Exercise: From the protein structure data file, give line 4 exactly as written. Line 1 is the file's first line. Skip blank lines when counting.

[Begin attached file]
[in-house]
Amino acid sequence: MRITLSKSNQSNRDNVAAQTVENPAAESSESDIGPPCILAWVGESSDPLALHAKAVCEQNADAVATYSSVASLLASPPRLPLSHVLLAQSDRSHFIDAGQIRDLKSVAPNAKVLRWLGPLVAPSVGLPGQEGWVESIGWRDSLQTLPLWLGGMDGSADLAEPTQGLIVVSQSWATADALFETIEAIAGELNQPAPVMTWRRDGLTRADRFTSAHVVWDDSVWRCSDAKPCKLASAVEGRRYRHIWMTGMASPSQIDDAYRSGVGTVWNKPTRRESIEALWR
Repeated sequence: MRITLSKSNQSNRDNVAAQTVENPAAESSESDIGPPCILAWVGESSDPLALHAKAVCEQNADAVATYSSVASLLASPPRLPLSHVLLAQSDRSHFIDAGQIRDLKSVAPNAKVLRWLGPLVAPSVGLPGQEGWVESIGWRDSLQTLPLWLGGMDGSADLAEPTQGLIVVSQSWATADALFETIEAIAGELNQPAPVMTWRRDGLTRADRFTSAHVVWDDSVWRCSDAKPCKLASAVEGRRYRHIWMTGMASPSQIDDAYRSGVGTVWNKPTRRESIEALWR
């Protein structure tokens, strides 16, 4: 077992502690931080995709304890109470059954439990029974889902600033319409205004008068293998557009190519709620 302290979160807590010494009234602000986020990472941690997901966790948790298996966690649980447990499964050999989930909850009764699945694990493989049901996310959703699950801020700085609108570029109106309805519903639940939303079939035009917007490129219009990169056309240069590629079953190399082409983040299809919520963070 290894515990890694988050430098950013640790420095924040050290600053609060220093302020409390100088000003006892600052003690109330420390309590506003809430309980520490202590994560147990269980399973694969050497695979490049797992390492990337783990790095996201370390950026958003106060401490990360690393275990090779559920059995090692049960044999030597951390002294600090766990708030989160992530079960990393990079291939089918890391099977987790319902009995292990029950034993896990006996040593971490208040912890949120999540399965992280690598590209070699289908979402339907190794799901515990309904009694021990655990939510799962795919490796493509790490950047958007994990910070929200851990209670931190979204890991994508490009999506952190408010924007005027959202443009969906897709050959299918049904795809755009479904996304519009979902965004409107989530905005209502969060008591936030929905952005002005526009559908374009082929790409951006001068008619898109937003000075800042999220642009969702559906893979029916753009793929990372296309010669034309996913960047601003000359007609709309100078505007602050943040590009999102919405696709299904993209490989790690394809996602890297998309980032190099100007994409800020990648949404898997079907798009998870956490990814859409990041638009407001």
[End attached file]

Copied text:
């Protein structure tokens, strides 16, 4: 077992502690931080995709304890109470059954439990029974889902600033319409205004008068293998557009190519709620 302290979160807590010494009234602000986020990472941690997901966790948790298996966690649980447990499964050999989930909850009764699945694990493989049901996310959703699950801020700085609108570029109106309805519903639940939303079939035009917007490129219009990169056309240069590629079953190399082409983040299809919520963070 290894515990890694988050430098950013640790420095924040050290600053609060220093302020409390100088000003006892600052003690109330420390309590506003809430309980520490202590994560147990269980399973694969050497695979490049797992390492990337783990790095996201370390950026958003106060401490990360690393275990090779559920059995090692049960044999030597951390002294600090766990708030989160992530079960990393990079291939089918890391099977987790319902009995292990029950034993896990006996040593971490208040912890949120999540399965992280690598590209070699289908979402339907190794799901515990309904009694021990655990939510799962795919490796493509790490950047958007994990910070929200851990209670931190979204890991994508490009999506952190408010924007005027959202443009969906897709050959299918049904795809755009479904996304519009979902965004409107989530905005209502969060008591936030929905952005002005526009559908374009082929790409951006001068008619898109937003000075800042999220642009969702559906893979029916753009793929990372296309010669034309996913960047601003000359007609709309100078505007602050943040590009999102919405696709299904993209490989790690394809996602890297998309980032190099100007994409800020990648949404898997079907798009998870956490990814859409990041638009407001």